My Ideal Bookshelf

Today is National Book Lovers Day, so it seemed like a good time to share my Ideal Bookshelf! I got the idea from IdealBookshelf.com, and thought I’d take a photo of my own. Narrowing it down to 20 books was hard, and several of my favorites I only have in ebook or audiobook form (which is why there’s no Jonathan Maberry on here.) I tried to cover most of my bases: novels, graphic novels, plays, and books on writing, film, and acting.
  • The World of King Arthur by Christopher Snyder: I’ve been doing a lot of research on Arthurian mythology, and this is one of the best resources I’ve found thus far.
  • Batman: Hush by Jeph Loeb/Jim Lee: This is the book that got me into reading comics. My roommate at the time handed me the first issue, and I got hooked pretty quick.
  • Nightwing Vol. 1: A Knight in Bludhaven by Chuck Dixon/Scott McDaniel: Nightwing’s my favorite comic book character, and this is the beginning of Dixon’s great run on the title.
  • Kingdom Come by Mark Waid/Alex Ross: This whole graphic novel is a work of art. Fascinating storyline with amazing artwork.
  • You’re Never Weird on the Internet (Almost) by Felicia Day: I’m a big fan of Felicia Day. Her “just do it” attitude is inspiring and uplifting for creative types looking for the push they need to make something big happen for themselves. But most importantly, this book was important to me for helping me come to terms with some of my own struggles with anxiety and depression.
  • Timeline by Michael Crichton: My favorite Michael Crichton book. I vividly remember being engrossed in this book during high school, and then being extremely let down when I saw the movie.
  • Harry Potter and the Deathly Hallows (Book 7) by J.K. Rowling: I didn’t read the Harry Potter books until last year (I know, I missed the boat there),
  • A Game of Thrones by George R.R. Martin: Throughout high school, I didn’t read a whole lot. The vast majority of my reading during that time was fanfiction. A Game of Thrones is what got me back into reading, and ever since then Martin has been one of my biggest influences as a writer.
  • Paper Towns by John Green: I’ve started getting into YA lit over the last couple years as I’ve been wanting to write something for that audience, and John Green’s books have really struck a chord with me.
  • The High King by Lloyd Alexander: I loved The Prydain Chronicles growing up. The High King struck me with how epic it was, and with how ruthless Alexander was with his characters.
  • Changes by Jim Butcher: The Dresden Files books have passed A Song of Ice & Fire as my favorite series, and Changes is my favorite book in that series. You want to talk about a book that changes the entire complexion of a series, this is it. The whole second half is just a non-stop, edge of your seat thrill ride.
  • William Shakespeare: The Complete Works: Originally I was going to include Macbeth and Much Ado on this list, but rather than cut something else I just went with Shakespeare’s complete works instead. I’ve always been a fan of Shakespeare, but somehow in the last year I’ve found an affinity for analyzing and directing his work.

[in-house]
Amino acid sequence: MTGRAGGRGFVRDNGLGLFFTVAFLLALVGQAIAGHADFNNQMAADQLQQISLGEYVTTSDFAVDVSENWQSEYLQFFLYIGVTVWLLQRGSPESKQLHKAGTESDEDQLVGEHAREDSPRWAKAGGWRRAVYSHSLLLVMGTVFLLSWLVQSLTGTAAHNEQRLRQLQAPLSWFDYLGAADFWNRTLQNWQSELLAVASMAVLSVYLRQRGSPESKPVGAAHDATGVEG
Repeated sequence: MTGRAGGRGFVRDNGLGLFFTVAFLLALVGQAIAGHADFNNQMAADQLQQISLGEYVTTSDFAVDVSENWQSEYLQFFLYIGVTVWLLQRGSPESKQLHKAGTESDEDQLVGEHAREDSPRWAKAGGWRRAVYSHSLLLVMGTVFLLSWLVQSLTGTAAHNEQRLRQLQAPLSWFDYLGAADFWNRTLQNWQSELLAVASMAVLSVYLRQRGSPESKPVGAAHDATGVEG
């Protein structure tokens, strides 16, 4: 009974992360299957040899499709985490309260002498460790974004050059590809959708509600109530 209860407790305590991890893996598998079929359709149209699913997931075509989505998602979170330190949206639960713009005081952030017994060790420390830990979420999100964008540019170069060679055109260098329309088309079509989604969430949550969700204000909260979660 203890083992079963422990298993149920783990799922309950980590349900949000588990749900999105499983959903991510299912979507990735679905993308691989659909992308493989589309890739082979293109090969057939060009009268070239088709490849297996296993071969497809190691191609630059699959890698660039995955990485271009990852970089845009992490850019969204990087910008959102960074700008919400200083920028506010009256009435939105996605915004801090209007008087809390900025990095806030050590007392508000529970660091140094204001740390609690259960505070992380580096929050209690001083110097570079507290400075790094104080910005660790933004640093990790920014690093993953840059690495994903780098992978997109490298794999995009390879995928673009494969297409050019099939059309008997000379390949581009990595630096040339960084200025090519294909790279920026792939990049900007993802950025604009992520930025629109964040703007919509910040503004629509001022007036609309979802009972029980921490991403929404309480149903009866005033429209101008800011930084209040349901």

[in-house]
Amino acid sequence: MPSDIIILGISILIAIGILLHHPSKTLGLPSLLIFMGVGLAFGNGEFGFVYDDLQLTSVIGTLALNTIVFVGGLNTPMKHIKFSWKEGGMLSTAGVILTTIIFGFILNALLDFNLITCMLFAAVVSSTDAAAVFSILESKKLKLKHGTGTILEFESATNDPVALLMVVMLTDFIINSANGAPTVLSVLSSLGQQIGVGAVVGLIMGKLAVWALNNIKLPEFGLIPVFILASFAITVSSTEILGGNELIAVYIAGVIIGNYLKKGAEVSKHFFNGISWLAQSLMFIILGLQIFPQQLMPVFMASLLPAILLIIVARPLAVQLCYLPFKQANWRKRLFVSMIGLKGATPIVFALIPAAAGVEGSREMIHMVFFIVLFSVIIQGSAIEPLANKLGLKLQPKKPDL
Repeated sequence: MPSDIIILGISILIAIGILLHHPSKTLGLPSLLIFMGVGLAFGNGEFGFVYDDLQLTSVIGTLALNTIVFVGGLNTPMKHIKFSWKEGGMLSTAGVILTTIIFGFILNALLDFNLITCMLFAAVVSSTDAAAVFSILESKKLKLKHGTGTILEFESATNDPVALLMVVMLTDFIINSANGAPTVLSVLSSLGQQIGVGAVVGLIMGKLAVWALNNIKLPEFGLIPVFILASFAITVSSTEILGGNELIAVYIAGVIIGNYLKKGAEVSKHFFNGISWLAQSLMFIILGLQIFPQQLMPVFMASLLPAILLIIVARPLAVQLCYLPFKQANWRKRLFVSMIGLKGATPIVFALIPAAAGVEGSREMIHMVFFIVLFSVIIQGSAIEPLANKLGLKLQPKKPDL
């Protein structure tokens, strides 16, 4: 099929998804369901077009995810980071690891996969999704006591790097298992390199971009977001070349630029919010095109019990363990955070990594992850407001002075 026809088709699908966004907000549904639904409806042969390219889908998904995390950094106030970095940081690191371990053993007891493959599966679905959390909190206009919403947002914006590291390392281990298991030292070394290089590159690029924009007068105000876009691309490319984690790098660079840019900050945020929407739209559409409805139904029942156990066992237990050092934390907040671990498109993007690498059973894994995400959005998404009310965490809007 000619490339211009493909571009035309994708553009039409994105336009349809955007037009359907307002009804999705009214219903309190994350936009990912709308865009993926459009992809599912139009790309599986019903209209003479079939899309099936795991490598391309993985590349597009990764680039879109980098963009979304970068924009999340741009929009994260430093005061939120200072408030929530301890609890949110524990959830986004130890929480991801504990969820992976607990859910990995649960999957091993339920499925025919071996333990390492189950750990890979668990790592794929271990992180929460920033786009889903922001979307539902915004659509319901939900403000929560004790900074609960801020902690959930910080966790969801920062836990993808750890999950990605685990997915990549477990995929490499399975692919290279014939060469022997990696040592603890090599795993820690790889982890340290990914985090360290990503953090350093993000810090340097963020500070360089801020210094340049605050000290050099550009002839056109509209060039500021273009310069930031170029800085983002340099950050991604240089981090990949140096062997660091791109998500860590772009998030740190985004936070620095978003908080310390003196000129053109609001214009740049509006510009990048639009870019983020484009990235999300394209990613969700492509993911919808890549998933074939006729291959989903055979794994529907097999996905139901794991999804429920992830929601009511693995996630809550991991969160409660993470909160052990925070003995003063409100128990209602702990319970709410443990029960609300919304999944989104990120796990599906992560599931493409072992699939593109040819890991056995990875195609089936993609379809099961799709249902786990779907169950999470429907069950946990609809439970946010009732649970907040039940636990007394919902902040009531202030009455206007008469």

• The Collected Plays of Neil Simon, Vol. 1: I did a study on Neil Simon in college, reading and analyzing 20 of his plays and then writing a play in his style. Helped me gain a whole new appreciation for his work.
  • The Lion in Winter by James Goldman: My favorite play. Even though I’ve mostly transitioned to writing and directing, this is one play that I’d still love to perform in.
  • Improvise: Scene from the Inside Out by Mick Napier: A must read for anyone involved in improv, sketch comedy, or acting in general.
  • Directing Actors by Judith Weston: I love the way Weston talks about working with actors, communicating with them on their level and using playable direction. That’s guided me as a director since I first read this book back in 2003.
  • Rebel Without a Crew by Robert Rodriguez: This book helped inspire me to say to hell with the odds and try making my own movie. Granted, my first attempt in 2004 failed… as did my second attempt in 2005. But years later I would finally succeed with Uncommon Law!
  • Save The Cat! by Blake Snyder: I’ve used elements of Save the Cat in every screenplay I’ve written in the last ten years. Although I’ve begun deviating from the structure he defines, it’s a wonderful starting point for anyone getting into screenwriting. And I still swear by his breakdown of genres as the best way to think about story.
  • Outlining Your Novel by K.M. Weiland: After years of writing by the seat of my pants, I picked up Outlining Your Novel and used the system within to outline Into The Black. Thanks to that, I’ve written more on ITB than on any of my previous writing projects that fizzled out partway through. 102k words and still going strong!
  • On Writing by Stephen King: Part memoir, part book on writing craft, tons of valuable information for writers.

2 Comments on “My Ideal Bookshelf

  1. 1. This is neat
    2. I like what you say about Lloyd Alexander. His ruthlessness is surgically precise to a specific end and it’s phenomenal. It’s been over 20 years and the emotional impact of The High King hasn’t ebbed. And I think that’s because of how and why he deploys tragedy.

    • Yes! It was brutal, but it definitely stuck with me as a kid. I need to go back and reread that series again.

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